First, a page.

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The benefits of guiding patients to health and well-being

Dec. 1, 2007
Growing up in a large family, I found tasks like taking out the trash or cleaning the kitchen not particularly satisfying.

by Betsy Bakeman, DDS

Growing up in a large family, I found tasks like taking out the trash or cleaning the kitchen not particularly satisfying. Let’s face it — the first person to come back into the kitchen a few hours later and open the peanut butter and jelly jars to prepare an evening snack and one might question whether the counters had been cleaned, the sinks scrubbed, or the dishes washed. The results of cleaning the kitchen in a family of 12 were just not significant or long lasting enough for my taste.

I preferred tackling those projects that resulted in a "major transformation" — like cleaning the attic. The attic in our household, as in most, was the repository for all the things that no one currently wanted but might want someday. The musty boxes, discarded appliances, and broken furniture accumulated throughout the years until the makeshift aisles became non-navigable. That is when the teetering, dusty towers called to me in a way that no dirty glass in the kitchen sink could ever come close to. Tackling a project like cleaning the attic from top to bottom gave me a sense of pride and a feeling of accomplishment for a job well done. And the results lasted; perhaps not forever, but long enough that we could all enjoy the fruits of my labor for several years.

Modern dentistry has proved to be a wonderful field for those of us who like to participate in "major transformations." Of course, improving anterior esthetics is one means of transformation, but so is replacing failing amalgam restorations with all of the superb functional and esthetic options we have today. With the advent of esthetic options for the posterior quadrants, not only do we as clinicians become excited about the prospect of making a change for the better, but our patients share our enthusiasm.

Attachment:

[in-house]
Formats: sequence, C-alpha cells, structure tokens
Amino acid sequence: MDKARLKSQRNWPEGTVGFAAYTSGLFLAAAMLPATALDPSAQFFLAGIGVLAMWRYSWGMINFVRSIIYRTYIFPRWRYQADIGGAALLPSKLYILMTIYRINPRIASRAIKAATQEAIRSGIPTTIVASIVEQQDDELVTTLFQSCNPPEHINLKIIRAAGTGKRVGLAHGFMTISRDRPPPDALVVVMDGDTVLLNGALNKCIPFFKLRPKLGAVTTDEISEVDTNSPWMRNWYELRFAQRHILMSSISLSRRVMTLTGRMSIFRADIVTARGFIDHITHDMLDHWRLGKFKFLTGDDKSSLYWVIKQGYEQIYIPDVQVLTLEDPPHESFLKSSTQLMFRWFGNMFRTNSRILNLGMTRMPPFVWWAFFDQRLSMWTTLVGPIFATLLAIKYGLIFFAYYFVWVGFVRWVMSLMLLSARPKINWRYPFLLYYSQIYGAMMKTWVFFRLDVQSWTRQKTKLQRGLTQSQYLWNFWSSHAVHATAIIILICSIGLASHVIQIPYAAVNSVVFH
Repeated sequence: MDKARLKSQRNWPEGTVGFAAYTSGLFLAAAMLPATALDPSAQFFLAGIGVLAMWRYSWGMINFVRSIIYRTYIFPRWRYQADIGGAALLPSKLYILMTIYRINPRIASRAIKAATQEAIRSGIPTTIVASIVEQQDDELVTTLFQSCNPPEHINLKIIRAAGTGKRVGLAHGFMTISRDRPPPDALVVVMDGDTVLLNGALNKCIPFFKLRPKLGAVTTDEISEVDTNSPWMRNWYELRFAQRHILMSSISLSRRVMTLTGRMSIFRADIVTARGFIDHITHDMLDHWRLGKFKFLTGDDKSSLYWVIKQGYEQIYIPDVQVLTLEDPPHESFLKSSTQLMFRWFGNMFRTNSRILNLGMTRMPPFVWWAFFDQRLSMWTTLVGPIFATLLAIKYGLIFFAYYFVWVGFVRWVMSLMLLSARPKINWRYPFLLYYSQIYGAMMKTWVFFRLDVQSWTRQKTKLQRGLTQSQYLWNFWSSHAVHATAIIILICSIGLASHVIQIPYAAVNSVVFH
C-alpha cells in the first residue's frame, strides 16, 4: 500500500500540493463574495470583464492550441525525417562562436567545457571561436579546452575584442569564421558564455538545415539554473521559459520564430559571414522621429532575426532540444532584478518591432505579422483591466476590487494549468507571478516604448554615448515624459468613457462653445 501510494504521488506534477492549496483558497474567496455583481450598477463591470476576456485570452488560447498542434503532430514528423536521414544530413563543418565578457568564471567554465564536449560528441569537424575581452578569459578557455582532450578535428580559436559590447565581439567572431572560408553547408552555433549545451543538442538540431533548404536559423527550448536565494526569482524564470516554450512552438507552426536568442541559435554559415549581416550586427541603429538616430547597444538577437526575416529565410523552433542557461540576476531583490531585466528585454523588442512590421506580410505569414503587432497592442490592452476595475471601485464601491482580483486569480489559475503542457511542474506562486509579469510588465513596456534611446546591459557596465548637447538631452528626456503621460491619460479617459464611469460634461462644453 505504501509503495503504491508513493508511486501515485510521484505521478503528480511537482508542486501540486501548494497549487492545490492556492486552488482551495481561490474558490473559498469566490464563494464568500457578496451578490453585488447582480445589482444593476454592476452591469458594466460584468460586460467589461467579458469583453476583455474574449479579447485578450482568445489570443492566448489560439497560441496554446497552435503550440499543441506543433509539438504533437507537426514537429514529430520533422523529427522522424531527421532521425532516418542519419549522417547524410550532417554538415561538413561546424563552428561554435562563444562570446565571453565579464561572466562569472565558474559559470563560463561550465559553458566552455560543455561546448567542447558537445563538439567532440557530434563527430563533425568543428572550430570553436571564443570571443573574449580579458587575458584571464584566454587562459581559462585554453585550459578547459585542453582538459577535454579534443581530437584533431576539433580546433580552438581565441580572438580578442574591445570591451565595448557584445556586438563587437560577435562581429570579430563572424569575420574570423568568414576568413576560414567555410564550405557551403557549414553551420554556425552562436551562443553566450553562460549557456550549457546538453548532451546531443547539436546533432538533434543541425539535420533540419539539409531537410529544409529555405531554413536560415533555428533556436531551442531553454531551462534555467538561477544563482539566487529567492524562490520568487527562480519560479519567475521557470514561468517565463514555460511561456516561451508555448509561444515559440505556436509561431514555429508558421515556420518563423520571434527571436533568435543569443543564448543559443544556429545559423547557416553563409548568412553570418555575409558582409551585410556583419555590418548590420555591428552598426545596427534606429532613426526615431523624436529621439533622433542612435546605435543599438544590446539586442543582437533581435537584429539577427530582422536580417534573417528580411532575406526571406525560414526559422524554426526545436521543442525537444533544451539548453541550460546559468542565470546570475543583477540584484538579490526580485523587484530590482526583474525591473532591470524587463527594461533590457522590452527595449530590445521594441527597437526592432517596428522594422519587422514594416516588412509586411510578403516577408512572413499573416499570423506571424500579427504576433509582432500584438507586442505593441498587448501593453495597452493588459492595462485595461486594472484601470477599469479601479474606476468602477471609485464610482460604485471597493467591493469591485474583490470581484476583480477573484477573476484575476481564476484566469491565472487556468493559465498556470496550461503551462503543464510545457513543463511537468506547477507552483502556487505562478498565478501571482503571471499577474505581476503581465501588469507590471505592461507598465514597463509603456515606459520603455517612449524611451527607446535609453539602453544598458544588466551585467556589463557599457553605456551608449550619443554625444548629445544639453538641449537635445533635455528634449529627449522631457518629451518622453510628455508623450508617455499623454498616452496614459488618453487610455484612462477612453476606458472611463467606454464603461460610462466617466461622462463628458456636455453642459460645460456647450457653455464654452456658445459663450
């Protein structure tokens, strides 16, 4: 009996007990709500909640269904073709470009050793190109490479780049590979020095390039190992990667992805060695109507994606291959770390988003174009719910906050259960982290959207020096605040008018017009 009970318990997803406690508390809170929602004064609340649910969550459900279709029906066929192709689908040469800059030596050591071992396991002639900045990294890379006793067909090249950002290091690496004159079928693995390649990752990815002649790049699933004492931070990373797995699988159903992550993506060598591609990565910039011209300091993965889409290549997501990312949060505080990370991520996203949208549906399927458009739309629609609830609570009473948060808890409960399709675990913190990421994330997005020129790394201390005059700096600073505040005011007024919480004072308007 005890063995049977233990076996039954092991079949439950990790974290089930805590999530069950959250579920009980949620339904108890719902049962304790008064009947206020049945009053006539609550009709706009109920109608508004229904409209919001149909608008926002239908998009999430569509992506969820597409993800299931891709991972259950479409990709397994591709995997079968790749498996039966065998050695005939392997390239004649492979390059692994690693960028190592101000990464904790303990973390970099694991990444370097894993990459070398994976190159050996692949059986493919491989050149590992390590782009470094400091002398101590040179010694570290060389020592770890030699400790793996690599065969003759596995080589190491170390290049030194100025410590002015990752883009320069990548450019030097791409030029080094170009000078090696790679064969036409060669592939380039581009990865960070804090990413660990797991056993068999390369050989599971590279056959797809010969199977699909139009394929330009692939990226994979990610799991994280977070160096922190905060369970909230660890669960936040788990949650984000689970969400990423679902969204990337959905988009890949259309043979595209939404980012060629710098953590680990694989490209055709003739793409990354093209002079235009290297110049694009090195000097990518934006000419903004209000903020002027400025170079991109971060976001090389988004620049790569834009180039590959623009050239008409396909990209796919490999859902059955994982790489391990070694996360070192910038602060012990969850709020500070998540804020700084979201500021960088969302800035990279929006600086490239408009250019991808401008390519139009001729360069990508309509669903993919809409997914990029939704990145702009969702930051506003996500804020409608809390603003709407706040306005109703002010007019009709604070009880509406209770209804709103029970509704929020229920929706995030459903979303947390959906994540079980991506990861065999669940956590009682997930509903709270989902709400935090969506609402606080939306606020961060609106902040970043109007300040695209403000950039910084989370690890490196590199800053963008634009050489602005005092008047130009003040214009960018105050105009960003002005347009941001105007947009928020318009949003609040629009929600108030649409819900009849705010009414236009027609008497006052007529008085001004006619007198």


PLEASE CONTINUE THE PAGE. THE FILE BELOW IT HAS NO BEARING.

While taking a more comprehensive approach to treatment can be very rewarding for both patients and clinicians, it does involve mastering certain skills in order to feel comfortable approaching treatment in this manner. Over time, I have had to align the new-patient examination, my approach to treatment planning, and my ability to effectively communicate a proposed treatment plan with this comprehensive philosophy. Certainly, the proper management of occlusion is also an essential skill that must be mastered and cannot be ignored.

Fig. 1 — Limited information with intraoral camera image.
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The new-patient examination
Photographic records

Full arch, occlusal images, as part of a photographic series, are an important adjunct to the new-patient examination. Images of only one or two teeth, such as those commonly captured with an intraoral camera, center on single-tooth dentistry but do little to help clinicians, staff, or patients think about patient needs in a comprehensive fashion (Fig. 1). The way clinicians evaluate and communicate with patients should be in alignment with the way they wish to treat their patients. Patients can better understand their needs when they can clearly see the "big picture." Full arch, occlusal images are an excellent way to help patients see the big picture and should be part of any new-patient examination (Figs. 2 and 3).

Figs. 2 and 3 — Maxillary and mandibular occlusal views help patients’ understanding of their oral care needs.
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Documenting signs of risk
When we record all elements of risk that exist for patients, we have a clearer picture of how susceptible patients are to future breakdown. Noted tooth destruction or tooth loss due to functional influences, caries, or periodontal disease help to predict future outcomes for patients. A tooth with a large amalgam and several crack lines in a patient of low functional risk has a better long-term prognosis than that same situation would have in a patient of high functional risk. It is difficult to weigh the influences of risk and susceptibility to breakdown unless the elements that go into determining risk are recorded at the time of the new-patient exam. It is important to document decay activity and active signs of periodontal disease as well as the location and extent of tooth wear and mobility. All of the information can be used to establish an accurate diagnosis and develop a treatment plan that best suits the patient’s needs. Patients accept treatment more readily when they understand that they have other issues at play besides their amalgams showing signs of marginal breakdown.

Figure 3
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The comprehensive treatment plan